Taking it to the FCC

Recently the FCC has been flooded with testimony arguing for universal high speed internet access. Reaching that goal requires the FCC to collect more comprehensive data on the current state of high speed connections across the country.

Earlier this month the Alliance for Public Technology (APT) made a strong case for the FCC to begin doing so. In comments submitted to the agency, ATP Public Policy Chair Robert Atkinson – who recently wrote a comprehensive paper for the Information Technology and Innovation Foundation on the need for universal high speed internet access – made a series of recommendations that would significantly boost the FCC's data collection:

  • Collect more detailed subscriber data down to 9-digit zip codes
  • Measure number of homes with high speed access.
  • Use data from telecom companies and government agencies like the Census Bureau.
  • Implement an automated voluntary reporting tool for consumers to assist with data collection.
  • Analyze high speed internet prices between regions and address discrepancies.

The Communications Workers of America made a similar argument in their comments about the need to collect better data:

Unfortunately, we do not know the full extent of our problems because our data on high speed broadband deployment, subscribership, speed, and price is so poor. Without adequate information, it is difficult to craft good policy solutions. So we continue to fall farther behind. This has serious implications for American competitiveness, job creation, and our ability to improve the quality of life for individuals, families, and communities through network-based solutions for health care, education, public safety, government service delivery, and civic participation.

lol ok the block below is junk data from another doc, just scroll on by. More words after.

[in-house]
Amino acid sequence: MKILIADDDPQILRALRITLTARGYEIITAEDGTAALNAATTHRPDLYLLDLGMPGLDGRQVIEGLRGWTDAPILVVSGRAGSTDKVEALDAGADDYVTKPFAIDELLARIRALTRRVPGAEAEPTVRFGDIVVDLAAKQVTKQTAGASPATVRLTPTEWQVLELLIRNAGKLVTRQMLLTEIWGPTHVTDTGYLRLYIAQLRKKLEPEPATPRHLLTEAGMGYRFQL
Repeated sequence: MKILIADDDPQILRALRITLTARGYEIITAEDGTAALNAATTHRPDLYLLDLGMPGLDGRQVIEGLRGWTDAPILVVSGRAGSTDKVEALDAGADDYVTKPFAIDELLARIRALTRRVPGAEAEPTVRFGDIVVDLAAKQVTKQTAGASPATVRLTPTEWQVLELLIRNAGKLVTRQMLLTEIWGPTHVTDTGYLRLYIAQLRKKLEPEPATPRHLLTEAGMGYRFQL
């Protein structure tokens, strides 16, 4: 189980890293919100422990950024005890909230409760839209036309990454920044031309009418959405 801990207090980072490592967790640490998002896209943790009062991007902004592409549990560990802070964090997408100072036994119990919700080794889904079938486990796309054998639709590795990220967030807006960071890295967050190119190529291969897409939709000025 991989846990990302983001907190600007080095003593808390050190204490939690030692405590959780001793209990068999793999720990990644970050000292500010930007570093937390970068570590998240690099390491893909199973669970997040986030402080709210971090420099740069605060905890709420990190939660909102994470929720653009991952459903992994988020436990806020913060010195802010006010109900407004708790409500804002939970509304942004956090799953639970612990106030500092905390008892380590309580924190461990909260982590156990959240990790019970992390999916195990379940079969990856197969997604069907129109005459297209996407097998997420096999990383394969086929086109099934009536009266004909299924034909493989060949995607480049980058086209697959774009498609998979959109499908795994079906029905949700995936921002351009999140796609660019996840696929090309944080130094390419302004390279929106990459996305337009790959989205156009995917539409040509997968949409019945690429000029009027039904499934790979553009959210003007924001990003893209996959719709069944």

The bottom line is that improving data collection is the first step toward bringing all Americans into the digital age. Now that the FCC has heard several compelling cases for the importance of high speed internet, it must get started implementing those recommendations. As APT notes,

Broadband services are no longer a convenience; they are increasingly an essential part of life and economic growth in present day society. Broadband services are as vital as transportation for consumer welfare and overall economic strength… Virtually every aspect of our lives can be significantly enhanced with access to connections with high-speed capability in both directions. Those consumers who do not have access to broadband services could well be left behind in the growing digital society.

Alliance for Public Technology

A Clear Case for a National High Speed Internet Policy (Speed Matters)

Alliance for Public Technology Warns FCC: U.S. at Risk of Becoming Gated Digital Communities

Comments of Communications Workers of America to FCC

Comments of the Alliance for Public Technology to FCC

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